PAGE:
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Biden’s State of the Union: Everything is awesome

President Biden gives his State of the Union address during a joint session of Congress on Feb. 7.

Let’s get one item out of the way: State of the Union addresses are among the most overhyped events of any presidency. Thousands of words, many designed for easy applause lines from one side of the chamber. Ample sound and fury signifying nothing. 

Think about it for a moment: Outside of former House Speaker Nancy Pelosi (D-Calif.) sophomorically tearing up President Trump’s 2020 State of the Union address, what memorable line or moment has ever stood out in these speeches? They are little more than a laundry list of policy positions marinated in self-congratulation.

Tuesday night’s address by President Biden was no different. The commander in chief engaged in happy talk that would have one believe that:

— inflation were 1.4 percent (the number Biden inherited) instead of 6.5 percent as it currently stands.

— violent crime weren’t climbing in most cities across the country. (It is.)

—the border were closed and secure. (More than 5 million illegal migrants have entered the country since Biden took office, including more than 100 on the terror watch list.) 

—fentanyl overdoses were minimal. (They’re the leading killer of adults between the ages of 18-49 due to lax border policy that allows the lethal drug, produced in China, to be shipped to Mexico and brought into the country relatively easily.)

—the U.S. educational system continues to improve. (College admissions scores are at their lowest in 30 years.)

—the world is a relatively stable place. (U.S.-China relations deteriorate and the Russia-Ukraine war drags on with no diplomatic solution in sight, while terror groups continue to expand in Taliban-led Afghanistan.) 

No matter. The president spun the numbers to make it feel like it’s the Roaring ‘20s again. 

“Inflation has fallen every month for the last six months, while take-home pay has gone up,” Biden declared. What he failed to mention was that inflation is still nearly five times higher than it was the day he took office, while wages are still not keeping up with inflation. 

As for the national debt, the spin continued. 

“The two years since we’ve been in power, we’ve reduced the national debt, so far, $1.7 trillion in two years. And we still grew the economy. But we did it because we paid for everything. We paid for everything, and we grew the economy at the same time,” said Biden.

This simply isn’t true. On the day Biden was inaugurated, the national debt was about $27.7 trillion, according to the U.S. Treasury. And as of Feb. 6, 2023, it had jumped to $31.5 trillion.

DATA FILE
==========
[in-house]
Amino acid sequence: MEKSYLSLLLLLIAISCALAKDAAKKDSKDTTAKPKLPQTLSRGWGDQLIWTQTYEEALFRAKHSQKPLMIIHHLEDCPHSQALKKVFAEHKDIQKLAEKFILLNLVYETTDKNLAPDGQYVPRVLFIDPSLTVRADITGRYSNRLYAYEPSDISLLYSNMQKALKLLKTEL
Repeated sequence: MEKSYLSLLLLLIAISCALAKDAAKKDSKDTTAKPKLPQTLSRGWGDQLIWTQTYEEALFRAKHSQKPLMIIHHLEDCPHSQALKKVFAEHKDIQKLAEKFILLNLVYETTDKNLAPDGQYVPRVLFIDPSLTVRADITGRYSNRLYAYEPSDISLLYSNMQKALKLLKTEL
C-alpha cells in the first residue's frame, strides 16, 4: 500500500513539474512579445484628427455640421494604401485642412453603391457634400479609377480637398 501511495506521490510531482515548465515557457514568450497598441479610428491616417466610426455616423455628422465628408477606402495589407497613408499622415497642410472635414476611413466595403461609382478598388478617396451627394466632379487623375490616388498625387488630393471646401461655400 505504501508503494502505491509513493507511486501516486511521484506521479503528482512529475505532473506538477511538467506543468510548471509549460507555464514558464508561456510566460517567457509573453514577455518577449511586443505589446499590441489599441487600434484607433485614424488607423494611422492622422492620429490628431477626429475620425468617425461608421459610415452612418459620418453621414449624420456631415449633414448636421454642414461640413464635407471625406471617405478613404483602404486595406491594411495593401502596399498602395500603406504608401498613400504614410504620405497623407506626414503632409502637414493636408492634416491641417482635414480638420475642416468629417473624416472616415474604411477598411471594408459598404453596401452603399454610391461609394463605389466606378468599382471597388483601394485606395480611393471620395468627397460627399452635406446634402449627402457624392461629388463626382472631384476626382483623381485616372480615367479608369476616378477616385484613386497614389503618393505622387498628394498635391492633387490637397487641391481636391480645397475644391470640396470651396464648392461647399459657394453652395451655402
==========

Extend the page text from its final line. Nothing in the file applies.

The conditions on the ground as seen in the minds of Biden’s speechwriters and as experienced by the public are as disconnected as ever. A recent NBC News poll asked voters if they felt the country was on the right track or the wrong track, and more than 70 percent said it’s on the wrong track. This marks the ninth consecutive poll during the Biden administration where at least 68 percent or more of likely voters have expressed that gloomy sentiment. 

NBC News has never before recorded this level of sustained pessimism in the history of its polling, which includes following the 1992 recession and 2008 Great Recession. 

No matter: Before the speech, many in the media touted what an awesome job Biden has done. After the speech, they predictably hailed the speech in glowing terms.

This disconnect only reinforces the public’s lack of trust in the media. Per an in-depth 2022 Pew Research study, 65 percent of the nearly 12,000 journalists surveyed said the media does a solid job of “covering the most important stories of the day” and reporting news accurately. But when the public was asked how they viewed the media, just 35 percent felt the same way. That’s a 30-point perception gap. 

The State of the Union is strong, proclaimed the president before at least 30 million people watching at home. But when a record 44 percent of Americans say they’re financially worse off since Biden took office, that underscores the disconnect.

But don’t expect Biden’s team to change their communications strategy. Especially when there’s so many in the press willing to push the same narrative.

Joe Concha is a media and politics columnist.

Tags Biden Biden economy Donald Trump Great Recession Joe Biden Nancy Pelosi State of the Union State of the Union State of the Union address

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